UNITED SIKHS is working aggressively on a possible in court solution as well, but the current law on the issue is not favorable to Jagmohan's position and it will be a difficult legal battle. Our legal team is working with various partner organizations and attorneys to research and overcome these legal hurdles, and have been in regular discussion with the Glenn Katon of the American Civil Liberties Union in Florida who has been actively researching and assessing the problematic legal issues in the case. Katon describes the case as one that presents serious difficulties, but states that he is "not convinced that this is un-winnable." Katon further expressed that, "the ACLU is very concerned about this important issue and would like to be on the forefront of changing Florida's discriminatory policy."

Despite the excellent initial response to the petition with 2200+ signatories online and 300+ on the ground in Florida, we need more concerned individuals to stand up for Jagmohan's rights and the rights of all prisoners suffering religious discrimination in prison.

UNITED SIKHS is committed to using all avenues to change Florida's discriminatory prison policy for members of all faiths who keep religiously mandated lengthy hair or beards, whether Sikh, Jewish, Muslim, Rastafarian, or Native American. We urge all who value civil liberties to unite in the bid to overturn this discriminatory policy and stop the violation of Jagmohan's religious beliefs. Jagmohan needs your help to continue to increase pressure on the Governor of Florida and Mayor of Jacksonville to change these discriminatory policies.

Print out copies of the petition and take them to your place of worship, workplace, or community center and collect signatures for Jagmohan. Once you've collected the signatures, you can submit a statement verifying your collection of signatures by clicking here or by visiting http://www.unitedsikhs.org.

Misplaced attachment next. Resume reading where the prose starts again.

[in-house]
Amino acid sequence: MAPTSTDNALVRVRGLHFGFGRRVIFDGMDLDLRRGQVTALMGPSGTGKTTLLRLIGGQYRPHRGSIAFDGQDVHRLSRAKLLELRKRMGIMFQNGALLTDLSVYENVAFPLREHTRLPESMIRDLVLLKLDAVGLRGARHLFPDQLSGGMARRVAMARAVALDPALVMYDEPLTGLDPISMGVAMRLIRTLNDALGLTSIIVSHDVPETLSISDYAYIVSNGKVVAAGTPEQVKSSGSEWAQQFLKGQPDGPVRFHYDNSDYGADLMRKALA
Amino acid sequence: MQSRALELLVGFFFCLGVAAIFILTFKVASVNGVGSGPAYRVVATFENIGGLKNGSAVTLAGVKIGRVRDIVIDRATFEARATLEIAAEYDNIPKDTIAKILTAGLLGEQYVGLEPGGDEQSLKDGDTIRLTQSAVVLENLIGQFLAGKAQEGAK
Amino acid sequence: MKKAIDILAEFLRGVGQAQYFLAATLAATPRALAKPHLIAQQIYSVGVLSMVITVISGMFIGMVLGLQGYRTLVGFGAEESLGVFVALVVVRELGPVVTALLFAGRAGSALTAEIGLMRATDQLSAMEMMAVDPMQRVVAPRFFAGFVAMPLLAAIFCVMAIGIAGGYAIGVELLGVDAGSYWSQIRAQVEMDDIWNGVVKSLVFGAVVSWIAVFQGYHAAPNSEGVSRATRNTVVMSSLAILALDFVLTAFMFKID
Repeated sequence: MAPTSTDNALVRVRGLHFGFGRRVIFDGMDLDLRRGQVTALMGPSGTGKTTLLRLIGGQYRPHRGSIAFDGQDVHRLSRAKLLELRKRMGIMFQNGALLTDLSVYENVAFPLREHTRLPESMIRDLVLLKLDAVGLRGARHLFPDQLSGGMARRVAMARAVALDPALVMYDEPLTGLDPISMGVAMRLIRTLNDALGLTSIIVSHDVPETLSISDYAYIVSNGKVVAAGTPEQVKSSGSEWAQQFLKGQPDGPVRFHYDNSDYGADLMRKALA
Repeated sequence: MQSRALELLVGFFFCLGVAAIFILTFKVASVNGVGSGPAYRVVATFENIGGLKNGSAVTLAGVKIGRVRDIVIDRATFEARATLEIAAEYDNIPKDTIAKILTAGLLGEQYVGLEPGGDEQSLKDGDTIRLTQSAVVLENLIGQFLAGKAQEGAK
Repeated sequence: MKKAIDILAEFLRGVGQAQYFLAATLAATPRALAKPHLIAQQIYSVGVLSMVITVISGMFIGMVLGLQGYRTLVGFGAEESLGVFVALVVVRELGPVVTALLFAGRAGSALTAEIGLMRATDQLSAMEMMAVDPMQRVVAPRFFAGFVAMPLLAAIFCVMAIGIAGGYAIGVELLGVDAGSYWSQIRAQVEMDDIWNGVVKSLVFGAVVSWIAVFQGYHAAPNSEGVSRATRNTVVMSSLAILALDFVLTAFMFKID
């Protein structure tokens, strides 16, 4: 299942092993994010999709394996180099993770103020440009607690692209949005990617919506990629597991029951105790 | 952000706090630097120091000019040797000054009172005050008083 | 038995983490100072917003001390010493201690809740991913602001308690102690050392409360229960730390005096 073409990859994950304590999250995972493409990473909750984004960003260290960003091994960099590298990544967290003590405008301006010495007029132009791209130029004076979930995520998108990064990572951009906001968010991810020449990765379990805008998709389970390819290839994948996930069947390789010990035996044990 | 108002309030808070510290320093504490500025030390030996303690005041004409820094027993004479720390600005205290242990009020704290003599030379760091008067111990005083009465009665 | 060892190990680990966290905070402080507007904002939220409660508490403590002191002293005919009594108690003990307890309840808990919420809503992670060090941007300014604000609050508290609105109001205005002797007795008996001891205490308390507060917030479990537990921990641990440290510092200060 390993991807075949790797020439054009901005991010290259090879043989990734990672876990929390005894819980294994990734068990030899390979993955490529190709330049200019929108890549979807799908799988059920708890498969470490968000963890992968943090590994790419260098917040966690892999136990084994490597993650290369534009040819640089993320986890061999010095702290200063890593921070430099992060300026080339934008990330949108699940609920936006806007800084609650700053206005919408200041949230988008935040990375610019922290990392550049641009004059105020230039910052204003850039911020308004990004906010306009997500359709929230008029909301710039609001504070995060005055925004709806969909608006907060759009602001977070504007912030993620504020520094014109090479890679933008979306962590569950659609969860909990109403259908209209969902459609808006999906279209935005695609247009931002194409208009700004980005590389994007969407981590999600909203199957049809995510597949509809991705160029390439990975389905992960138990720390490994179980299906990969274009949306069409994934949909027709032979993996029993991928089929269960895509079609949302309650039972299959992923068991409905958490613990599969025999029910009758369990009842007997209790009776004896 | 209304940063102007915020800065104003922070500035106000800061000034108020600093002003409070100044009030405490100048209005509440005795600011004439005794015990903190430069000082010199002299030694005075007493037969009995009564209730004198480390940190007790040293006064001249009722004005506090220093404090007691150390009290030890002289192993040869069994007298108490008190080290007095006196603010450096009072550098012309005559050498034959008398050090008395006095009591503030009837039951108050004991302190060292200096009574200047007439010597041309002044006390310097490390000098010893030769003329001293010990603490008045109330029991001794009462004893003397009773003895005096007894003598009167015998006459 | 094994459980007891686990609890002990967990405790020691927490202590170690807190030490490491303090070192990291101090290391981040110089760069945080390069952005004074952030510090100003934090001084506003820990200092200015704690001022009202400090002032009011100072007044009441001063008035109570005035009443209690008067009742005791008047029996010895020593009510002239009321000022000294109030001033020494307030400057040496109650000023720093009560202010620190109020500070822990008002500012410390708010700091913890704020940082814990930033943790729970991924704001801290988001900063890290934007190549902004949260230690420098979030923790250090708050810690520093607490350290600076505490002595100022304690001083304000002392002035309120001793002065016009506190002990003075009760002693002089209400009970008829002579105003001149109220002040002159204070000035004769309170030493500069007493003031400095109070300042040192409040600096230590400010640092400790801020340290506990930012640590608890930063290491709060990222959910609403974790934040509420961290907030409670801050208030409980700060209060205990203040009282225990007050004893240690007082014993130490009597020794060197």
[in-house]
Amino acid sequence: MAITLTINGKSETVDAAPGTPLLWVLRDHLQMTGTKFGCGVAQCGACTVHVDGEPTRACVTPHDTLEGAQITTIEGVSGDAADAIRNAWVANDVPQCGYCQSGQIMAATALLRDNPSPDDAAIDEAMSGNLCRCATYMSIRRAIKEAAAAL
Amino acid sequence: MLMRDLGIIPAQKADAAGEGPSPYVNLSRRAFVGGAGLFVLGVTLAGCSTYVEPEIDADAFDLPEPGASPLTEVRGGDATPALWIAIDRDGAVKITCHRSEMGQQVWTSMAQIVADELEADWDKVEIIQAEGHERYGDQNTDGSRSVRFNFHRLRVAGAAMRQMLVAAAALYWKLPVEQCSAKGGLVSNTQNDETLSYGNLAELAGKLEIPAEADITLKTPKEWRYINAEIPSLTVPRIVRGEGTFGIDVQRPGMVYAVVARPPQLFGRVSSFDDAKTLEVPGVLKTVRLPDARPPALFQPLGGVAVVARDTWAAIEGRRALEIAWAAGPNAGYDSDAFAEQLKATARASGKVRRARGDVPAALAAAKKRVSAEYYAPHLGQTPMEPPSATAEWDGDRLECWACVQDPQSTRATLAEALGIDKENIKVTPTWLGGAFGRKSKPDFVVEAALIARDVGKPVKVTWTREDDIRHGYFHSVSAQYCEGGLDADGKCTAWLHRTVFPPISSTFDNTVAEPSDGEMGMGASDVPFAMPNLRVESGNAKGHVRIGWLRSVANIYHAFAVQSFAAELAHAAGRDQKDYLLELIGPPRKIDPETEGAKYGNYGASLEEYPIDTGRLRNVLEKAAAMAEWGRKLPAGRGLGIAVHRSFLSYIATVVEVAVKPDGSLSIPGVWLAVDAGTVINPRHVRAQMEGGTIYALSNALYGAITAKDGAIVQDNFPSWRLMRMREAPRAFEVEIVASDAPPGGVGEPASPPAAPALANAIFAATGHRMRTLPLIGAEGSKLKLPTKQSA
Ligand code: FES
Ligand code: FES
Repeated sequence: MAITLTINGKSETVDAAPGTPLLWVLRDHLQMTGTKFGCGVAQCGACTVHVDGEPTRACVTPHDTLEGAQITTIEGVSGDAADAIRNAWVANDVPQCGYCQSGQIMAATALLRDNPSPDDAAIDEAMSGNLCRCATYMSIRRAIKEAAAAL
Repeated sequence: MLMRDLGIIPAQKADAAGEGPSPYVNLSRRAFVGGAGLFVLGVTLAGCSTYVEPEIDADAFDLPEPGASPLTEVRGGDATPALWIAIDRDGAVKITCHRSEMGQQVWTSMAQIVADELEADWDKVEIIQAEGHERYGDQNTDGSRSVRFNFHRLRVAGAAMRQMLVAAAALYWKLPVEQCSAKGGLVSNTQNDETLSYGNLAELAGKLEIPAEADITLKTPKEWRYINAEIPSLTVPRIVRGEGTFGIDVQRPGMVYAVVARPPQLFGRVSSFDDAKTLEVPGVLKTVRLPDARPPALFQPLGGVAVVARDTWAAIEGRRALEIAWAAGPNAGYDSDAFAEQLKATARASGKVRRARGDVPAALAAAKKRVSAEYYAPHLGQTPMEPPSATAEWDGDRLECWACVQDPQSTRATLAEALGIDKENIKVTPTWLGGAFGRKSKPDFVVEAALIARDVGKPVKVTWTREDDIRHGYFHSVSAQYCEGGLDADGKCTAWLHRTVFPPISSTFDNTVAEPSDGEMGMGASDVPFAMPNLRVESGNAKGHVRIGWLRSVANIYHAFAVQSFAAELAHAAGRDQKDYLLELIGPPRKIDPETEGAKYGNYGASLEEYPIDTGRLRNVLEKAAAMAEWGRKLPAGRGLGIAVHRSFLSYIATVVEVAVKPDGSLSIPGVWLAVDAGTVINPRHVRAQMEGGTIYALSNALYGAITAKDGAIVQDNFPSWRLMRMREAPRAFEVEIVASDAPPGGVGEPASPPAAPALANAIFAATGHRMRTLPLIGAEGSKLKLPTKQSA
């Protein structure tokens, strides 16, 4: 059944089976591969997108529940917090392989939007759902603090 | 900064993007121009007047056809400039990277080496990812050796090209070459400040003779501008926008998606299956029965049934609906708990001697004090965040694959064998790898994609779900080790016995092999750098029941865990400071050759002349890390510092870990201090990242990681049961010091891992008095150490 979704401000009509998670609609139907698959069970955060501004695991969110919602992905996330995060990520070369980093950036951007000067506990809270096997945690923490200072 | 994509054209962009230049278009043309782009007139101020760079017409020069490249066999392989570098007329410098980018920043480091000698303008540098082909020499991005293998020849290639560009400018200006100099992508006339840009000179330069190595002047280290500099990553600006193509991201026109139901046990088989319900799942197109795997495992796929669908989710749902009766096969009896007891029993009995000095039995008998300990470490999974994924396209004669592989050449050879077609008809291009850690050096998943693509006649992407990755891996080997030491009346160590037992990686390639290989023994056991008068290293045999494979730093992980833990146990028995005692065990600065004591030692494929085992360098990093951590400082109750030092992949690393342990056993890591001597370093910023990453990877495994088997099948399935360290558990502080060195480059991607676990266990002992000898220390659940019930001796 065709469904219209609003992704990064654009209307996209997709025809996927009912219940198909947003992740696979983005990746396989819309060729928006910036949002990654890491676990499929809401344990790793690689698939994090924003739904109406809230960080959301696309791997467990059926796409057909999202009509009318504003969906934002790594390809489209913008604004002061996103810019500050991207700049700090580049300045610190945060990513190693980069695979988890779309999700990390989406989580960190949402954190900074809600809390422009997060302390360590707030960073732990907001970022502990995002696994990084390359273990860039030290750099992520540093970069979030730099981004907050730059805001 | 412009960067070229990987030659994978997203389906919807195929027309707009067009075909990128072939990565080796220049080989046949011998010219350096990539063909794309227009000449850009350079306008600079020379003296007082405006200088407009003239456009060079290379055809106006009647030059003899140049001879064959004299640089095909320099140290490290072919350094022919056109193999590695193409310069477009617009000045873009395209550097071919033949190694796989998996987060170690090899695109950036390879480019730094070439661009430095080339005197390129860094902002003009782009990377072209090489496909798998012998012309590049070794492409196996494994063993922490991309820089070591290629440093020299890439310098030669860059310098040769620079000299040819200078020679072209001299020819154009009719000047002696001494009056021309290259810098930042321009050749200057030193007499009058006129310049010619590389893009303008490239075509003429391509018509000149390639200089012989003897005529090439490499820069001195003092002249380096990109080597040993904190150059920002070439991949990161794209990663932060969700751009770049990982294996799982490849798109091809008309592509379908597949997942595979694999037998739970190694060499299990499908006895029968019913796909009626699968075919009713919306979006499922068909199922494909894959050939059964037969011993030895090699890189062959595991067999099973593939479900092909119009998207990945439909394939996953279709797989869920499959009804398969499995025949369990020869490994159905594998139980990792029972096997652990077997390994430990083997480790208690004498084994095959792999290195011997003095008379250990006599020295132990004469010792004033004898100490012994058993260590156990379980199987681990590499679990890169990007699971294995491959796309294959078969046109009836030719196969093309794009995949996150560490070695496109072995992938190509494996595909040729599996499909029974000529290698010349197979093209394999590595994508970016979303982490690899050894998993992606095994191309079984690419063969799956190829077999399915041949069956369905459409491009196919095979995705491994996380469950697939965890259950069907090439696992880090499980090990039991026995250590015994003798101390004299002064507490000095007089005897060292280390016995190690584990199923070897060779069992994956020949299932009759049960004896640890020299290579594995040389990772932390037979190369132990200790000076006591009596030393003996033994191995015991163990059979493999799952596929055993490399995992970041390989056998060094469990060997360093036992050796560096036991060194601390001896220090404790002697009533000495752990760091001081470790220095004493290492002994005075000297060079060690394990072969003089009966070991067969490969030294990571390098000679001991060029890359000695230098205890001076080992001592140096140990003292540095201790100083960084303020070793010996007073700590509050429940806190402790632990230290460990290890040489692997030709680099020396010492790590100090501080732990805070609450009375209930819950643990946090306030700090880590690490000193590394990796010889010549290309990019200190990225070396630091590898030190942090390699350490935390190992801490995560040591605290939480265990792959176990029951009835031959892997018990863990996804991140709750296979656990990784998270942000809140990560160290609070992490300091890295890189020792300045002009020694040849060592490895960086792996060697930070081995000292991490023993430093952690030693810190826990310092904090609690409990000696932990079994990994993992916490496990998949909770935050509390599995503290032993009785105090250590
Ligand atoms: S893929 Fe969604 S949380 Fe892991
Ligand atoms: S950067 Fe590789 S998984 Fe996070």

You may also sign the petition online and send it to your friends by clicking here.

You may read a previous press release on a discrimination case assisted by UNITED SIKHS at: http://www.unitedsikhs.org/PressReleases/PRSRLS-27-08-2008-00.html


Issued By :
Jaspreet Singh
Staff Attorney
International Civil & Human Rights Advocacy (ICHRA) Project
UNITED SIKHS
Email: law@unitedsikhs.org
1-888-243-1690
www.unitedsikhs.org

 As a not-for-profit organization, UNITED SIKHS relies on individuals like you to support our advocacy and education programs. Internet users can make a secure online contribution by visiting http://unitedsikhs.org/donate.php. Call 1-888-243-1690 for more information.

Notes to Editor:

1. The Federal Bureau of Prisons was established in 1930 to provide more progressive and humane care for Federal inmates, to professionalize the prison service, and to ensure consistent and centralized administration. Today, the Bureau consists of 114 institutions, 6 regional offices, a Central Office (headquarters), 2 staff training centers, and 28 community corrections offices. The Bureau is responsible for the custody and care of more than 201,000 Federal offenders.